Digging Down Deeply Into The Riches of God’s Grace in Jesus Christ


In this post I wanted to talk about the importance of sinking down deeply into the riches of God’s grace in Jesus Christ. Sinclair Ferguson tells us that: “God never throws us back to rely upon ourselves and our own resources. He encourages us rather to grow up as Christians by digging down ever more deeply into the riches of his grace in Jesus Christ. Christ himself is the rich and fertile soil in which Christian holiness puts down strong roots, grows tall and bears the fruit of the Spirit.” He also adds these helpful words: “When God urges us to be holy he is not throwing us back on our own resources to pull ourselves up by our boot strings and to do better. Rather he encourages us to swim into the sea of God’s love, to immerse our lives in his grace, and to live on the basis of the resources he has provided for us in Christ. To change the metaphor, growing in holiness and sanctification requires that we put down deep roots into the soil of gospel.”

Examples of what Sinclair Ferguson is talking about are found all over the Bible. One of those examples is found in 2nd Timothy 2:1 which says: “You then, my child, be strengthened by the grace that is in Christ Jesus,” John Stott comments on this verse in 2nd Timothy and says: “It is as if Paul says to Timothy: ‘Never mind what other people may be thinking or saying or doing. Never mind how weak and shy you yourself may feel. As for you, Timothy, be strong!’ Of course if his exhortation had stopped there, it would have been futile, even absurd. He might as well have told a snail to be quick or a horse to fly as command a man as timid as Timothy to be strong. But Paul’s call to fortitude is Christian not stoical. It is not a summons to Timothy to be strong in himself—to set his jaw and grit his teeth—but to be ‘inwardly strengthened’ by means of the grace that is in Christ Jesus…’ Timothy is to find his resources for ministry not in his own nature but in Christ’s grace. It is not only for salvation that we are dependent on grace, but for service also.”

So, how do we practically speaking begin to swim into the sea of God’s love? How do we immerse our lives in his grace? How do we sink down deeply into the riches of God’s grace in Jesus Christ? According to Sinclair Ferguson we need to make it an absolute priority to reflect and meditate on gospel principles. One of those gospel principles is found at the end of Galatians 2:20 which says: “the Son of God, who loved me and gave himself for me.” I was reflecting on this verse recently and the more I thought about it the more stunned I became. Charles Spurgeon said: “A sense of the love of Christ to you personally will affect your whole life. It will change it at first; but it will keep it changed ever afterwards.”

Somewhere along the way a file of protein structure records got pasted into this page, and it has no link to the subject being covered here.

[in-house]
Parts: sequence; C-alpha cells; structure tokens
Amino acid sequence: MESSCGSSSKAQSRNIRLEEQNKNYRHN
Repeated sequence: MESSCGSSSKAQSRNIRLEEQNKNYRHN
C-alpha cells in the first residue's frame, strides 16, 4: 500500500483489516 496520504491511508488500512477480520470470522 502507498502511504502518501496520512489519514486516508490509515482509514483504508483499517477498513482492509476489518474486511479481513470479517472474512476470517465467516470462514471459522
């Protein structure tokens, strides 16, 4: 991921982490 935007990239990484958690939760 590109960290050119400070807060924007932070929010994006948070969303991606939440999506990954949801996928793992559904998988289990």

The Cross

If we want to swim into the sea of God’s love, then we need to race to the cross over and over again. We need to meditate on the cross or as Martyn Lloyd-Jones says we need to: “Look again at the cross, my friend. Take another survey. Examine it again with greater depth and profundity…” As we begin to examine the cross we will see God’s love for his people. Jerry Bridges says: “When John (1 John 4:9-10) said that God showed His love by sending His Son, he was saying God showed His love by meeting our greatest need – a need so great that no other need can even come close to it in comparison.  If we want proof of God’s love for us, then we must look first at the Cross where God offered up His Son as a sacrifice for our sins.  Calvary is the one objective, absolute, irrefutable proof of God’s love for us.” D.A. Carson tells us that: “The cross is the high-water mark of the demonstration of God’s love for his people. It is a symbol of our shame and of our freedom. It is the ultimate measure of how serious our guilt is and the comforting assurance that our guilt has been dealt with.”

As we continue to meditate on the cross we will see the justice of God and the holiness of God. Lloyd-Jones points out that: “the cross tells us…that God hates sin. God is the eternal antithesis to sin. God abominates sin with the whole intensity of his divine and perfect and holy nature. And God not only hates sin, he cannot tolerate it. God cannot compromise with sin…There is no compromise between light and darkness, good and evil…God must therefore punish sin.”